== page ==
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Title: Restoring the Balance for Climate and Species

Year: 2011

Author(s): Jens Wieting, Sierra Club BC

Type: Brochure

Description:
none

 

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Title: kwaqmis (siihmuu,siihbuu) Herring Spawn

Year: 2010

Author(s): Uu-a-thluk; Nuu-chah-nulth Tribal Council Fisheries

Type: Book

Description:
none

 

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Title: Glistening Patches of Gold: The Environmental History of Scotch Broom (Cytisus scoparus) on Southern Vancouver Island, 1848-1950

Year: 2010

Author(s): Troy V. Lee

Type: Journal Article

Description:
none

 

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Title: Environmental Monitoring and Assessment

Year: 2006

Author(s):

Type: Book

Description:
From front cover:"An international journal devoted to progress in the use of monitoring data in assessing environmental risks to Man and the environment."

 

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Title: Notes on recent breeding of common murres at Starlight Reef and Cleland Island, British Columbia

Year: 2006

Author(s): Harry Carter; Ken Morgan; Trudy Chatwin; Francis Bruhwiler

Type: Journal Article

Description:
Breeding by relatively small numbers of Common Murres (Uria aalge) was reported in 1969-82 at Cleland Island, Florencia Islet and Starlight Reef on the central west coast of Vancouver Island, British Columbia. No evidence of breeding or colony attendance has been reported since 1982. In 1989, one egg was found on Starlight Reef, likely indicated continued sporadic breeding by isolated pairs at this location. In 2006, five to 10 murres regularly attended and at least two pairs probably bred at a new breeding area on Cleland Island, but eggs or chicks were not seen. Since 1982, sporadic attendance without breeding also has occurred at Murre Reef, the previous breeding area at Cleland Island in 1969-1982.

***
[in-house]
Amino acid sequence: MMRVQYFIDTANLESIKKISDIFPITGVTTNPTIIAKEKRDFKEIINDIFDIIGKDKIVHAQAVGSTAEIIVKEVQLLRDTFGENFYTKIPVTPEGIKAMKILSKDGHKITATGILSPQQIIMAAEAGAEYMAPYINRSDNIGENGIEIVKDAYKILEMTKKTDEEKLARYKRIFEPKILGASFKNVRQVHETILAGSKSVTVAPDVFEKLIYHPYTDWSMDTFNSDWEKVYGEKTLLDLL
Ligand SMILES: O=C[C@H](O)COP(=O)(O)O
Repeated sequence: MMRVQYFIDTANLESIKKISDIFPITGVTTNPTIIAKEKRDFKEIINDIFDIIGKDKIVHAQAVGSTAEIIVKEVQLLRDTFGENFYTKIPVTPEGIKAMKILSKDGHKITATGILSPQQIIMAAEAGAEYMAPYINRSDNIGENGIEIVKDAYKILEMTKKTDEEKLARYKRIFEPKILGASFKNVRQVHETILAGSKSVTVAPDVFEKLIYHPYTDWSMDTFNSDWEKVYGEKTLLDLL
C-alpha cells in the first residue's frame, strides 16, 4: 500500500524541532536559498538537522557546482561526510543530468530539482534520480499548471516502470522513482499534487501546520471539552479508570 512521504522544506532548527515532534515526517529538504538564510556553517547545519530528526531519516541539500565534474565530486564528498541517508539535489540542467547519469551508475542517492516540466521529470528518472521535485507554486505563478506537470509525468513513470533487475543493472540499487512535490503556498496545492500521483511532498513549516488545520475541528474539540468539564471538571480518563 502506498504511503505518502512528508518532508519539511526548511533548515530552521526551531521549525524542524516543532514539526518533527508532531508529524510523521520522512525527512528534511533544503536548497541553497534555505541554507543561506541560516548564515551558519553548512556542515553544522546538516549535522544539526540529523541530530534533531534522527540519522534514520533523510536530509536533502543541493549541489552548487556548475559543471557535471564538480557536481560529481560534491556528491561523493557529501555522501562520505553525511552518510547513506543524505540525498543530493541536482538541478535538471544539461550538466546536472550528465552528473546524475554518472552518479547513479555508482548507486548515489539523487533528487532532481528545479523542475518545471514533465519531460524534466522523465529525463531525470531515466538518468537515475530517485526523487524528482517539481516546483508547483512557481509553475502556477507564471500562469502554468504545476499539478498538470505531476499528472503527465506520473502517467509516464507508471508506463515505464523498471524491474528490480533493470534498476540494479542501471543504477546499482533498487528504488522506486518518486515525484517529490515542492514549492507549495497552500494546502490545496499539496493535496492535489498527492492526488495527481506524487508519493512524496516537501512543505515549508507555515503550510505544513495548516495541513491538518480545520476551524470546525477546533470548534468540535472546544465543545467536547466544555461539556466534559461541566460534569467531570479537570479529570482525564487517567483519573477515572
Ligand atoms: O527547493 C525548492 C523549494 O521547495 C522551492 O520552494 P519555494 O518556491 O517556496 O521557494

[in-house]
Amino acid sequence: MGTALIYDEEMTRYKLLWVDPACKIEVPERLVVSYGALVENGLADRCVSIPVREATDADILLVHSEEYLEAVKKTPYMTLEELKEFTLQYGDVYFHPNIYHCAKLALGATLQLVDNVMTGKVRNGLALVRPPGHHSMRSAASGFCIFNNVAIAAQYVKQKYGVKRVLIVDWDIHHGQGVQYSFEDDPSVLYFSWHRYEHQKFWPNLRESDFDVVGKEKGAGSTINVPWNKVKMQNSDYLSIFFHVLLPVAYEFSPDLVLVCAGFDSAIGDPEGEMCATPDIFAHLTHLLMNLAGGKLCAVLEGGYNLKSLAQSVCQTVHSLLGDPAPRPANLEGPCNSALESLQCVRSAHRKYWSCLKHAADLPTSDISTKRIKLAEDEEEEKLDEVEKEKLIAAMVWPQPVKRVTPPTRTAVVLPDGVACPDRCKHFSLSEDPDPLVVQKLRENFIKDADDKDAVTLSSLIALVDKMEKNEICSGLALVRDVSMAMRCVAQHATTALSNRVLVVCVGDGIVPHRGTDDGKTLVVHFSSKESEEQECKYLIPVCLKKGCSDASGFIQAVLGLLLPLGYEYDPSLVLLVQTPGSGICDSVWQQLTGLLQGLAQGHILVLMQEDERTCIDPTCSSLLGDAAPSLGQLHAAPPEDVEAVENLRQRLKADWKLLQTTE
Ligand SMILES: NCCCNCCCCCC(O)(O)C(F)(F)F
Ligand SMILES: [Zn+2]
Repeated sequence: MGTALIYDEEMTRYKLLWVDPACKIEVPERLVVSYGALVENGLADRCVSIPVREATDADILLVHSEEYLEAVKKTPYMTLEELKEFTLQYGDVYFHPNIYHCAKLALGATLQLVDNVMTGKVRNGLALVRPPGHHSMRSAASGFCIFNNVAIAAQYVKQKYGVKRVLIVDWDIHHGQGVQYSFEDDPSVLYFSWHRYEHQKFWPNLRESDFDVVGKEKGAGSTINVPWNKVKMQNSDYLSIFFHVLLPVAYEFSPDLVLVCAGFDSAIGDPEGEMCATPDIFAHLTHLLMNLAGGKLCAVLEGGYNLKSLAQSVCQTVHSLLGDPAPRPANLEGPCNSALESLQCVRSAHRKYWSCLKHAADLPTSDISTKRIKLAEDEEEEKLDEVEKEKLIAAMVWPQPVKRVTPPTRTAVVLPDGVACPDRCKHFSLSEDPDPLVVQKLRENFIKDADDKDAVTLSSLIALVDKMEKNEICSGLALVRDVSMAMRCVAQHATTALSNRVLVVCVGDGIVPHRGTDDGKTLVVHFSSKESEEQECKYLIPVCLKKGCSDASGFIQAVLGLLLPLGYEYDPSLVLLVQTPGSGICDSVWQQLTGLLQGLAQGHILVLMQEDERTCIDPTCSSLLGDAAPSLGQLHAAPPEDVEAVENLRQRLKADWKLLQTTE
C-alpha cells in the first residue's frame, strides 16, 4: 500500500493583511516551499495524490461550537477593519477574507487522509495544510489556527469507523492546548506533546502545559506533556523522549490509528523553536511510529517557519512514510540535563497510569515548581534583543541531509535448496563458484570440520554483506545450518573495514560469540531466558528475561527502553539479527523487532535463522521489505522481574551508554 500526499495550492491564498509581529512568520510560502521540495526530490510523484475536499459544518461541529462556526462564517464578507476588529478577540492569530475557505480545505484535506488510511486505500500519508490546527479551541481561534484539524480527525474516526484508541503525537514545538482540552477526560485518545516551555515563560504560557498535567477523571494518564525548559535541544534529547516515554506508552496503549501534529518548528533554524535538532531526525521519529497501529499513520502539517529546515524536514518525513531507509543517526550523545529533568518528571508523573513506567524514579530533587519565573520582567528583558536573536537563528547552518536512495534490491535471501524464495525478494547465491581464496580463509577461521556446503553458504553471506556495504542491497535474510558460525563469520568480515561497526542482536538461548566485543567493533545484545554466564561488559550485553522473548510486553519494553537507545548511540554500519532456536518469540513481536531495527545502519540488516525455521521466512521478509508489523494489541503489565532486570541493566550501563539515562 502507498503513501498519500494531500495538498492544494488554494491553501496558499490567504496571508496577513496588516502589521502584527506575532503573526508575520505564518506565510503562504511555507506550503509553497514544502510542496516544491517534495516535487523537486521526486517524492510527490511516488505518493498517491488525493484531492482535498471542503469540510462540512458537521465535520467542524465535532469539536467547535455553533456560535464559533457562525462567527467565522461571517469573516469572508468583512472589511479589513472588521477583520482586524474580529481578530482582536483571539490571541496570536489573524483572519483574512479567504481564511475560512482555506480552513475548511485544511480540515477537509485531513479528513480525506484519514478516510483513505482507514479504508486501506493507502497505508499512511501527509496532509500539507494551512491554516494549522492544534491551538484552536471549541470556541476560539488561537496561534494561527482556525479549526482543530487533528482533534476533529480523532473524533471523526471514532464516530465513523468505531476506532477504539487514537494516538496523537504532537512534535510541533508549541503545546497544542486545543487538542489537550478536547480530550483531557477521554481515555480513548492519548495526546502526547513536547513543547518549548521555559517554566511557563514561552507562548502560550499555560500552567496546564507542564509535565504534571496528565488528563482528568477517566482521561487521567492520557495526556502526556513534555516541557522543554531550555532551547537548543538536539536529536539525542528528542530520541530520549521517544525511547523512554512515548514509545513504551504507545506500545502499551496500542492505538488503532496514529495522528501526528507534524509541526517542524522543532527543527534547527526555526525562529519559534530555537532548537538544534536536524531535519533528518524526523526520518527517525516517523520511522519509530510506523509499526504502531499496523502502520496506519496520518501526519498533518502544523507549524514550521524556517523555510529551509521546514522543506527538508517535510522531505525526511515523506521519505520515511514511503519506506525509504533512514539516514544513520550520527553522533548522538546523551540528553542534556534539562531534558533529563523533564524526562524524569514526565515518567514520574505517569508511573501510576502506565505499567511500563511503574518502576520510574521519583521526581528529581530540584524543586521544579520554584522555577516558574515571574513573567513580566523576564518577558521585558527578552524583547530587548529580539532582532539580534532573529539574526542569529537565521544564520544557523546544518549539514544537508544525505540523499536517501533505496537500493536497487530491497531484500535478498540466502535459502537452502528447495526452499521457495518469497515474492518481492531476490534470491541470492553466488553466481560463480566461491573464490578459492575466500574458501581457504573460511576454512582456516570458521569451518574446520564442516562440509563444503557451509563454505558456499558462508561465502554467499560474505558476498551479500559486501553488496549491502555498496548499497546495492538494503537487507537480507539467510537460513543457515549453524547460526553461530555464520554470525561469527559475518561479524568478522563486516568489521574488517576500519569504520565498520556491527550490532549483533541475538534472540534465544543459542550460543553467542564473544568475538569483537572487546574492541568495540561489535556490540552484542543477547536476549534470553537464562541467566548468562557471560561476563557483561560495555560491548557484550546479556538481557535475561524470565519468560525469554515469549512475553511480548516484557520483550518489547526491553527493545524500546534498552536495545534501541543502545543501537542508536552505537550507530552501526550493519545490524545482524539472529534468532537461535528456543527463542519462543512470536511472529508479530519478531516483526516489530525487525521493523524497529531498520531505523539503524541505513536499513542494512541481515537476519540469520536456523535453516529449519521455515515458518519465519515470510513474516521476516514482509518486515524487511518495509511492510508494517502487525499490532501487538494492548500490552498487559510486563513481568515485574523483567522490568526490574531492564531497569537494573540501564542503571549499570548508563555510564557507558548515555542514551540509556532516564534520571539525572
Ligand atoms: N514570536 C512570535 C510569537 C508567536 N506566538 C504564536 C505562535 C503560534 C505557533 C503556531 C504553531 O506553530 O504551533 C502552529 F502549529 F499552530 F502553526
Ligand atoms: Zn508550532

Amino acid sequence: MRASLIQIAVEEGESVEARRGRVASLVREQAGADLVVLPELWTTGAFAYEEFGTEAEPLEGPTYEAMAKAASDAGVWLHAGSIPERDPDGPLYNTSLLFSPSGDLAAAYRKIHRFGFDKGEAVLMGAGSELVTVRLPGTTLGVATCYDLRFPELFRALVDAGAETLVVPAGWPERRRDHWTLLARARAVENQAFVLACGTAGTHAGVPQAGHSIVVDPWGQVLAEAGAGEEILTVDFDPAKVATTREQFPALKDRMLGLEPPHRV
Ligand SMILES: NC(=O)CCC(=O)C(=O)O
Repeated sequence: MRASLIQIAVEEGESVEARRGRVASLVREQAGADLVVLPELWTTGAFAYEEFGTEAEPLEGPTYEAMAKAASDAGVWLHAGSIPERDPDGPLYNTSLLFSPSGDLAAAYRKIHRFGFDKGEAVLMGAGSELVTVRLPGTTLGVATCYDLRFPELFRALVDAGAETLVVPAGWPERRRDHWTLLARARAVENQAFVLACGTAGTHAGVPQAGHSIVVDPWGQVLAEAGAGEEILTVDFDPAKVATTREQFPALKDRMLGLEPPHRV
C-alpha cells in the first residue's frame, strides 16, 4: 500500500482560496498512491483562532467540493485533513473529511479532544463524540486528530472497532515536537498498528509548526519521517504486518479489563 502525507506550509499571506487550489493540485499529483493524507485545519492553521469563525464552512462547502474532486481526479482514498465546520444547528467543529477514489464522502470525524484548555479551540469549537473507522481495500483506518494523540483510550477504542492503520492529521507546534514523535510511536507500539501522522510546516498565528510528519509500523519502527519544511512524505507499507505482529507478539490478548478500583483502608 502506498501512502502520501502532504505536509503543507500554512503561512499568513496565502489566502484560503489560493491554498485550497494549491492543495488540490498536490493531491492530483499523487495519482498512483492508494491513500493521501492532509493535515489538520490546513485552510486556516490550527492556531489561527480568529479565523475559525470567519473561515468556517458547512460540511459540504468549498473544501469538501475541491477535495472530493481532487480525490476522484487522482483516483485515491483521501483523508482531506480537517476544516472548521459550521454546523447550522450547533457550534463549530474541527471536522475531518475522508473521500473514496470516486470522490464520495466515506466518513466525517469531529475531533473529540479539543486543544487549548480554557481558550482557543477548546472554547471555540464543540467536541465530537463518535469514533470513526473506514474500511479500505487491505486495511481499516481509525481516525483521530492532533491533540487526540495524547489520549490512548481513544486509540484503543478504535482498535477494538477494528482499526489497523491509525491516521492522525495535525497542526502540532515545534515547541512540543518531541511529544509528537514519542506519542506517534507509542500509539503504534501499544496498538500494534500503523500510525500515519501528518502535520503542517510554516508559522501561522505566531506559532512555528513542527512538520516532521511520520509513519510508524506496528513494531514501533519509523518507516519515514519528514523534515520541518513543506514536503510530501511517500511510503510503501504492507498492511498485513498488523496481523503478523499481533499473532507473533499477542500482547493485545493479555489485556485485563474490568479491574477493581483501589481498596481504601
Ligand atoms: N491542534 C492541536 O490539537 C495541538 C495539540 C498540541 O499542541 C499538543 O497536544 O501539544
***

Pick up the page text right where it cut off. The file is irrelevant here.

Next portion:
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Title: An assessment of abundance and growth of the sea otter population (Enhydra lutris) in British Columbia.

Year: 2005

Author(s): L.M. Nichol, Department of Fisheries and Oceans, Pacific Region; L.C. Watson, Malaspina University College; G.M. Ellis, Department of Fisheries and Oceans, Pacific Region; J.K.B. Ford, Department of Fisheries and Oceans, Pacific Region

Type: Report (published)

Description:
Sea otters were re-introduced to British Columbia from Alaska between 1969 and 1972. The first population count was made in 1977. Since 1988, field surveys have been undertaken using small boat or helicopter, to determine sea otter population abundance and trends in British Columbia. Our goal in this study was to assess the survey procedure in use and to obtain current population counts.